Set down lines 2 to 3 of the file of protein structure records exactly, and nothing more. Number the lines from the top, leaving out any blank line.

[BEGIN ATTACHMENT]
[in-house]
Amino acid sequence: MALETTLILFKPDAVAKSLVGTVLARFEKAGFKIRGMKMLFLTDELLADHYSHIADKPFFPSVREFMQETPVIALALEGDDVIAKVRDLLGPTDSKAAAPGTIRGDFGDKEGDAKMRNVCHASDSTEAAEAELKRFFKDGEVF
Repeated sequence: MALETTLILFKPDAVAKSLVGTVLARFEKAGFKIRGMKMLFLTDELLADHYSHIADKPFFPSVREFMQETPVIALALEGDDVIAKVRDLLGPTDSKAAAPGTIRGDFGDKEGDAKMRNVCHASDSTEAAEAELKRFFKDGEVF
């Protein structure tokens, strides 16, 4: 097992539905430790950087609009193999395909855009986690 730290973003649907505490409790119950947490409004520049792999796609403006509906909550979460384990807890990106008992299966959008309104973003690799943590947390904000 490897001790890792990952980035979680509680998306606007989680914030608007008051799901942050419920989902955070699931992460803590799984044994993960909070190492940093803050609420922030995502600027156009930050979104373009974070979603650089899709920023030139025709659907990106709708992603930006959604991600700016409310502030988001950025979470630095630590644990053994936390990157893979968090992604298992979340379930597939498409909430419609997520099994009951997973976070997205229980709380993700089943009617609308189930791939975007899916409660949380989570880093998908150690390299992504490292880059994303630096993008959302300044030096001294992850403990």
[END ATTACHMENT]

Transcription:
Amino acid sequence: MALETTLILFKPDAVAKSLVGTVLARFEKAGFKIRGMKMLFLTDELLADHYSHIADKPFFPSVREFMQETPVIALALEGDDVIAKVRDLLGPTDSKAAAPGTIRGDFGDKEGDAKMRNVCHASDSTEAAEAELKRFFKDGEVF
Repeated sequence: MALETTLILFKPDAVAKSLVGTVLARFEKAGFKIRGMKMLFLTDELLADHYSHIADKPFFPSVREFMQETPVIALALEGDDVIAKVRDLLGPTDSKAAAPGTIRGDFGDKEGDAKMRNVCHASDSTEAAEAELKRFFKDGEVF